John Albert Johnson was convicted of the misdemeanor offenses of obstruction of an officer, no proof of insurance, and failure to exhibit his driver's license on demand. In his pro se appeal, Johnson enumerates five errors.
This case arose when officers conducting a routine roadblock stopped Johnson to check his license and insurance. Morris v. State, 228 Ga. App. 90
, 91 (1) (491 SE2d 190
) (1997) (the evidence on appeal is viewed in the light most favorable to the verdict). After challenging the officers' right to check these documents and failing to produce his own, Johnson was arrested. To effectuate the arrest, the officers had to physically pry Johnson from the cab of his truck by handcuffing him and twisting the cuffs until he moved. Held:
1. Johnson claims the trial court erred in denying his motion to dismiss for failure to hold an open and public preliminary hearing in violation of his due process rights. However, at the hearing on his motion he provided no evidentiary basis for his allegations. Nor has he supported this claim of error with specific citations to the record or transcript as required by Court of Appeals Rule 27 (c) (3) (i) or submitted a transcript of the preliminary hearing. Guest v. State, 229 Ga. App. 627
, 628 (1) (494 SE2d 523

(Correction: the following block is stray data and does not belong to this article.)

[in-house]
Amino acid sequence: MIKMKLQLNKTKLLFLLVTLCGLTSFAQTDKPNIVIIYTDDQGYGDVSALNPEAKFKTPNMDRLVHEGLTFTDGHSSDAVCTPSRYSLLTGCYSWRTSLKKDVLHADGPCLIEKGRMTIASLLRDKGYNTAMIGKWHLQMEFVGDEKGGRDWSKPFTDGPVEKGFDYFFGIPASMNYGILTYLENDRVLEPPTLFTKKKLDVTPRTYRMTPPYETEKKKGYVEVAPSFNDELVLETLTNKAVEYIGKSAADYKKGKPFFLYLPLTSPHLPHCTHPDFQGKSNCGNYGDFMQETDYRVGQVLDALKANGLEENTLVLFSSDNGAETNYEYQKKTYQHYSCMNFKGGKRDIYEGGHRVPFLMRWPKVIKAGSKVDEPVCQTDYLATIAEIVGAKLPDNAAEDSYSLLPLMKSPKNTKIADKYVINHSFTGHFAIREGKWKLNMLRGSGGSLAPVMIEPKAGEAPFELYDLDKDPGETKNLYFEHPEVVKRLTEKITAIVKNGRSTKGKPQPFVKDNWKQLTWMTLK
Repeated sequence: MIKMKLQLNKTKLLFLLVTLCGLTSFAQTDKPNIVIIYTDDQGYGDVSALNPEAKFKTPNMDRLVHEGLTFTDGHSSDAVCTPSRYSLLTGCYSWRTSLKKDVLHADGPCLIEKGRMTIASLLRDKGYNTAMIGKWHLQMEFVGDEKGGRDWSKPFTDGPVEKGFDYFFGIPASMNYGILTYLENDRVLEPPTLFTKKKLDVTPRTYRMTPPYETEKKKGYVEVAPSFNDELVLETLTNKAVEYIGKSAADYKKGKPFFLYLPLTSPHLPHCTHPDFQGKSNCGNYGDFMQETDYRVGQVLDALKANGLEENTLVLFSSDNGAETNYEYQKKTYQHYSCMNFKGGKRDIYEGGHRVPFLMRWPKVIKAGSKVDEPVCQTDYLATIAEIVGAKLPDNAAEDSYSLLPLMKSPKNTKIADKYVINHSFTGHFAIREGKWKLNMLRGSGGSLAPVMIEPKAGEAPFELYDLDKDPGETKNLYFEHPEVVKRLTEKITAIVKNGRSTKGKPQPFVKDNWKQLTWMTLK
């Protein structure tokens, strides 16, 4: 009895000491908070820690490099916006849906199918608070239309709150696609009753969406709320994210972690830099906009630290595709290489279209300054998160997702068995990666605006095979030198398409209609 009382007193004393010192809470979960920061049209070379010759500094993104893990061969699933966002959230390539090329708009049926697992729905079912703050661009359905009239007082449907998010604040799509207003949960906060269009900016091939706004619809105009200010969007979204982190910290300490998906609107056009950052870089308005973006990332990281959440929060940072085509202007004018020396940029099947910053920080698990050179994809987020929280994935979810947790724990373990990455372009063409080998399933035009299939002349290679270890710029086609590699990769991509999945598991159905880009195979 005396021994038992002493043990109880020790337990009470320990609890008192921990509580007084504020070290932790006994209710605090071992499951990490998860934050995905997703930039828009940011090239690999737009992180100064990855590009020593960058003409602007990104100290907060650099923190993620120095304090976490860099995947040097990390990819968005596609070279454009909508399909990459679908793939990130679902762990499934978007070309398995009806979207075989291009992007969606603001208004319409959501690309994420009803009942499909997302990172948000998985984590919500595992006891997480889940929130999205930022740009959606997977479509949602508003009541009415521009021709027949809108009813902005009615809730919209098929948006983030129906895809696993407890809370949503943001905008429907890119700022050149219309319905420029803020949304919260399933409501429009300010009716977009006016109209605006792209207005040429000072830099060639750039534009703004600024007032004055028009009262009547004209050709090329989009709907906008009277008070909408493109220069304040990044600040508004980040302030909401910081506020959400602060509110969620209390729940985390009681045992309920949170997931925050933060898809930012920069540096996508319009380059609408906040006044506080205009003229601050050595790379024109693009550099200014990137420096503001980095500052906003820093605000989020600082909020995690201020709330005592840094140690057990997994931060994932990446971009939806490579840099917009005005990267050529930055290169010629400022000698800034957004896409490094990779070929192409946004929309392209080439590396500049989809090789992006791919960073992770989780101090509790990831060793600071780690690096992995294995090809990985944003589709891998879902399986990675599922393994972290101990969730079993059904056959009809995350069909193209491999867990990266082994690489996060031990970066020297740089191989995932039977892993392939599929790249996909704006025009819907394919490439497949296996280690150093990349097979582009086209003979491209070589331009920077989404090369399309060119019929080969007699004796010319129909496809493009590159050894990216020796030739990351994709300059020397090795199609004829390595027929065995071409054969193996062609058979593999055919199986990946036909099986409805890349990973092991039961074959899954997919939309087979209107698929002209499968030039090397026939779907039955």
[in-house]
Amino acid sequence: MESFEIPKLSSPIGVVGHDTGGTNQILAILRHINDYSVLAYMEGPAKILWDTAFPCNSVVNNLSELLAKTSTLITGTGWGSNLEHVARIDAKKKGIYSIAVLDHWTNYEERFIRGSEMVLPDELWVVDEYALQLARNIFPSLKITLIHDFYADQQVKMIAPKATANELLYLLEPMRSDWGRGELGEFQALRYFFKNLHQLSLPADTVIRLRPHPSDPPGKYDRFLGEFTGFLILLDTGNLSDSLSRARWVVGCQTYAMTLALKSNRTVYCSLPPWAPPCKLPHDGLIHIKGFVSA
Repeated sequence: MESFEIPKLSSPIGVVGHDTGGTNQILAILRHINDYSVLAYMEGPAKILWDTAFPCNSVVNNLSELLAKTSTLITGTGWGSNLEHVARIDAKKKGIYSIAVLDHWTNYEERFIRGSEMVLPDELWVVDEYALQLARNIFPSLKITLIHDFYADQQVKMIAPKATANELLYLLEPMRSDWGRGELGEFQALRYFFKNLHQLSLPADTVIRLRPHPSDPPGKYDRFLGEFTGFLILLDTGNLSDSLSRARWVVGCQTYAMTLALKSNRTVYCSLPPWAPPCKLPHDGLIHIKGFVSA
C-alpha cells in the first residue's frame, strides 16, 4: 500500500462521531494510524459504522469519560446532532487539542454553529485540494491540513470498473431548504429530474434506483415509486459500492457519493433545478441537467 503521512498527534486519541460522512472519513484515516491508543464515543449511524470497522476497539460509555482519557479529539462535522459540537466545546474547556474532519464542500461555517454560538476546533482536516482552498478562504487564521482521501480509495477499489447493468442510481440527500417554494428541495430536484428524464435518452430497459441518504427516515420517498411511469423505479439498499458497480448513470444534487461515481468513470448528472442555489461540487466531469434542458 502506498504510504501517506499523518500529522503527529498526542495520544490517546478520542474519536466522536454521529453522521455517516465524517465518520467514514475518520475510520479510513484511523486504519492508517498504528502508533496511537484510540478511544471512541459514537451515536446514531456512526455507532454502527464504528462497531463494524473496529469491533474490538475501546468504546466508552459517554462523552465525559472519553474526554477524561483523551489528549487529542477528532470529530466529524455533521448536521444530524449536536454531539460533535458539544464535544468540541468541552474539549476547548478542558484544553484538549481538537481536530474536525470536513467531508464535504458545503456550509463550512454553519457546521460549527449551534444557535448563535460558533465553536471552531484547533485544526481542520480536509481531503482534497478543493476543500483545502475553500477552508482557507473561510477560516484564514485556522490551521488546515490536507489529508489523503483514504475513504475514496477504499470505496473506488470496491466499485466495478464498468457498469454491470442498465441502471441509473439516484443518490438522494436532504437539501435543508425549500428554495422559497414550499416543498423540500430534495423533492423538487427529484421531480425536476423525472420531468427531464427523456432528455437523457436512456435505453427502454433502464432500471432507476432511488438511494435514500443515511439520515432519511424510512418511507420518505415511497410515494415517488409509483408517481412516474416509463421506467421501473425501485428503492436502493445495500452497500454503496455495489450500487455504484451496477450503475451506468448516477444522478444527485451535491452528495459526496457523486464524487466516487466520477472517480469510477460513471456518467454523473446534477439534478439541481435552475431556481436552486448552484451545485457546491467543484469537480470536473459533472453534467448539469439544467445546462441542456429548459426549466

) (1997) (appellant must demonstrate error affirmatively by the record). In any event, we find beyond a reasonable doubt that the error, if any, did not contribute to the verdict in this case; thus, the denial of Johnson's motion to dismiss must be affirmed. See Little v. State, 230 Ga. App. 803
, 807-808 (2) (498 SE2d 284
2. In his second enumeration, Johnson maintains that the trial court erred by denying what apparently was a second motion to dismiss premised on the same grounds as those asserted in his first enumeration, the denial of his right to an open and public hearing. Johnson asserts that the trial court orally denied his motion as untimely during an October 20, 1996 hearing just prior to trial. He does not contest the trial court's finding of untimeliness.
Johnson provided no citations to the record, and we have found no such motion. Court of Appeals Rule 27 (c) (3) (i). However, the record shows that on October 20, the day of trial, the trial court declined to reach a number of motions which were filed after the time for filing had expired. None of these filings was styled as a motion to dismiss. But no matter how the filing at issue was styled, the trial court acted within the ambit of Uniform Superior Court Rule 31.1, which permits trial courts to refuse to consider untimely motions. See Roberson v. State, 195 Ga. App. 379 (1) (393 SE2d 516) (1990)
; see also Thompson v. State, 195 Ga. App. 18
, 20 (2) (392 SE2d 732
3. The trial court did not err by denying Johnson's motion for directed verdict of acquittal. When "there is no conflict in the evidence and the evidence introduced with all reasonable deductions and inferences therefrom" demands a not guilty verdict, a directed verdict of acquittal is appropriate. OCGA 17-9-1